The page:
View Slideshow

NEW YORK — William D. Perez has big sneakers to fill.

Succeeding Nike co-founder Philip Knight as president and chief executive officer would seem as challenging as replacing Michael Jordan in the Chicago Bulls lineup.

Perez, 57, who began his career selling bug spray, is taking over from a sporting goods industry legend and is the first outsider to lead the world’s largest and most successful athletic company. He steps into the job as Nike is surging: earnings increased 99.5 percent to $945.6 million in 2004, and sales went up 14.5 percent to $12.3 billion.

Industry experts said a key challenge for Perez is growing the company’s business outside of the Nike brand, and adapting to a culture that is steeped in the personality and vision of Knight.

“Outsiders have a mixed record of success at Nike given its unique culture, which has historically rewarded loyalty,” Goldman Sachs analyst Margaret Mager wrote in a recent report.

Perez, Knight and other Nike executives declined to be interviewed.

Knight, 66, is keeping his title of chairman, but responsibility for running the company falls to Perez, a marathon runner who spent much of his youth in Colombia and his entire 37-year business career at S.C. Johnson, where he rose to ceo of the $6.4 billion packaged goods company that manufactures home supplies such as Windex and Ziploc.

Though Nike, whose swoosh is one of the most recognizable brand symbols in the world, is the dominant athletic company, rivals such as Adidas and Under Armour have been expanding market share. Nike’s momentum in the U.S. might be starting to slow, analysts said.

Merrill Lynch analyst Virginia Genereux on Tuesday lowered her rating on the company, saying “Nike’s shift from a one-brand company to a multibrand company will ultimately command a lower multiple in our view….A risk related to this multibrand strategy is the uncertainty around something of a new management regime. Athletic footwear and apparel end market growth is slowing everywhere except China. The slowing international growth may reemerge as an issue next in Japan, especially as Nike’s powerful recent momentum in the U.S. begins to slow.”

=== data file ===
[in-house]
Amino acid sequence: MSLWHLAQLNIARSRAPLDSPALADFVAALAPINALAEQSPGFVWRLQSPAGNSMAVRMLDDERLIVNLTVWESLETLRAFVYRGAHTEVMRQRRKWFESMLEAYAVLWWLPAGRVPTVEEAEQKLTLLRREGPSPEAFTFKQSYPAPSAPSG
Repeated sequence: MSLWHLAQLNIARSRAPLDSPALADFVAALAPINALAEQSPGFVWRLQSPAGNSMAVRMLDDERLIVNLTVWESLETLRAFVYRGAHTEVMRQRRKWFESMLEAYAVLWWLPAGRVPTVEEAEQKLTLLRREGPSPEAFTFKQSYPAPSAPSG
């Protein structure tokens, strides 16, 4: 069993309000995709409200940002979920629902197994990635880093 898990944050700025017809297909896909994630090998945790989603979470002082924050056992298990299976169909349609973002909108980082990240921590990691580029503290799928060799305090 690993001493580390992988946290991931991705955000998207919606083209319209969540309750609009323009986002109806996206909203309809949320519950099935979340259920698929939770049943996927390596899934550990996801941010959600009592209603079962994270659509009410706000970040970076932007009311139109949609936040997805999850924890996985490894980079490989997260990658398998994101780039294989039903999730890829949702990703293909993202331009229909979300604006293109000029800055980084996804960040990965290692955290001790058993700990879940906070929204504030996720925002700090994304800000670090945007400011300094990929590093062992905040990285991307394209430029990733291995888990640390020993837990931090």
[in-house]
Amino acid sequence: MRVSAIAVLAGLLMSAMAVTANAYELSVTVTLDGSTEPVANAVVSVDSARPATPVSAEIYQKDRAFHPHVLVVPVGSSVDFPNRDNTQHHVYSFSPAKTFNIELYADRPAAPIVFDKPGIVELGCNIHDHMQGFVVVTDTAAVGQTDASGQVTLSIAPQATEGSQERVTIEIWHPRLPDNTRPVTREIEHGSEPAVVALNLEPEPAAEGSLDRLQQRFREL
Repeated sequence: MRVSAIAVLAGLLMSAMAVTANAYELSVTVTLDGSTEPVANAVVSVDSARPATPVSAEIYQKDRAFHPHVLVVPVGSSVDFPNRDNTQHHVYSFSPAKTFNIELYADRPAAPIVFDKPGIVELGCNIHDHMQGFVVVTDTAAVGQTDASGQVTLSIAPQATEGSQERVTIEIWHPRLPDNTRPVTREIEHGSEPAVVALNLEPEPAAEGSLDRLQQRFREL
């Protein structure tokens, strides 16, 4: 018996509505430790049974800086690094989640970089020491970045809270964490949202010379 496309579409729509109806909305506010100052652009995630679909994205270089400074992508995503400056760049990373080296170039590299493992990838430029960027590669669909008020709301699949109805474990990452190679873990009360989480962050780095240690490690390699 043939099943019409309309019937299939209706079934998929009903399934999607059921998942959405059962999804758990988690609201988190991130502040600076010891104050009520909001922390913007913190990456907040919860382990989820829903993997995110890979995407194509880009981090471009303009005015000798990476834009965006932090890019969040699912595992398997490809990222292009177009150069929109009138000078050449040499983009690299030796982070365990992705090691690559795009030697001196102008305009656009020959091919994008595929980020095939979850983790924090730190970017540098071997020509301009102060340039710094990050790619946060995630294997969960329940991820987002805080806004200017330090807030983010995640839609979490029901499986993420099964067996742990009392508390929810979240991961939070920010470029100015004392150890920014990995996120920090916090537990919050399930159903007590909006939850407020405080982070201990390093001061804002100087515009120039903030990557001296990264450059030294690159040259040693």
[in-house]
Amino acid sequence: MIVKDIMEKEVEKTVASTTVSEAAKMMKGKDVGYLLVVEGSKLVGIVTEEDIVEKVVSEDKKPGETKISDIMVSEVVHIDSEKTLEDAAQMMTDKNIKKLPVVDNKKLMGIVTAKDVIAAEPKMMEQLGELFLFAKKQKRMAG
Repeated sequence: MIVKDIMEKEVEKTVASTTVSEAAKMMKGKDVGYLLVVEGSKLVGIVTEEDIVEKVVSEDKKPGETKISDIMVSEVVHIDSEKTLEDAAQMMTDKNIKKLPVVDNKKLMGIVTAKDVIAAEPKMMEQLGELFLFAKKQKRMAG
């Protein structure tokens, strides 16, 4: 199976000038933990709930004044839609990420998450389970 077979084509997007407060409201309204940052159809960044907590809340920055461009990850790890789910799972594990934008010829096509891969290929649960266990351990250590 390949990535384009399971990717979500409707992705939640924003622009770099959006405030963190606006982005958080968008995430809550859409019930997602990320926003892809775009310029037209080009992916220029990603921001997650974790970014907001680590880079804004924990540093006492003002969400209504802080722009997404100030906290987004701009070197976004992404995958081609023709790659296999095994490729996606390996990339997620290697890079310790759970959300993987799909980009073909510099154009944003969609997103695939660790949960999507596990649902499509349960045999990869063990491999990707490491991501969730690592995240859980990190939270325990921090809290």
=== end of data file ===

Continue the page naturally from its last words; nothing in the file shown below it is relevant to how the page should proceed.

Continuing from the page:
This story first appeared in the February 10, 2005 issue of WWD. Subscribe Today.

Hal Reiter, chairman and ceo of executive search firm Herbert Mines, said outsiders who join a company as ceo “have to make sure they know what they don’t know.”

That translates, Reiter said, into a necessity “to be sensitive to possible hurt feelings of other candidates. The first thing any new ceo needs to do is listen and learn. The most problematic thing for anyone succeeding a founder is adapting to a preexisting culture.’’

Reiter noted that Perez is in an unusual situation since new leaders are often brought in to fix an ailing company, which isn’t the case with Nike.

“What he needs to concentrate on is continuing to build the brand and rallying the troops around a new personality,” he said.

Knight, who is notoriously press shy, said recently that Perez was chosen from a field of 75 candidates, and that the company made a strategic decision to seek an executive from outside Portland, Ore.-based Nike.

“While this may appear to be a sudden decision to the outside world and maybe to even a few people at Nike, it was something that was thought about and agonized over for more than two years,” Knight said on a recent conference call. “It went back and forth between inside versus outside…If this were just a Nike brand situation, we would not have gone outside. But in looking forward, you say that in the next five years, the brands other than Nike — this is not a forecast or prediction — but a brand other than Nike could be as much as 25 percent of our total volume, which makes a much more complex picture than what we have today.”

Nike co-brand presidents Mark Parker and Charlie Denson were seen as Knight’s possible successors. Both have long ties to the company and how they mesh with Perez is key. Nike is taking steps to retain them. In late December, Nike revised its non-compete agreements with the pair to provide higher incentives for them to stay.

Nike employees who asked not to be identified said Perez has so far sought to reassure workers that he is not interested in changing the direction of the company — at least in the short term. After being picked as ceo, Perez was largely praised by analysts and market watchers for his global experience and managing different brands under one corporate banner, a priority at Nike, which now has brands such as Hurley, Cole Haan, Converse, Bauer and Official Starter in its stable.

“We see the installation of Mr. Perez as long-term oriented in that Nike sees itself becoming a multibrand company addressing multiple channels and geographies, a strategy which will take many years to unfold,” Goldman Sachs’ Mager wrote.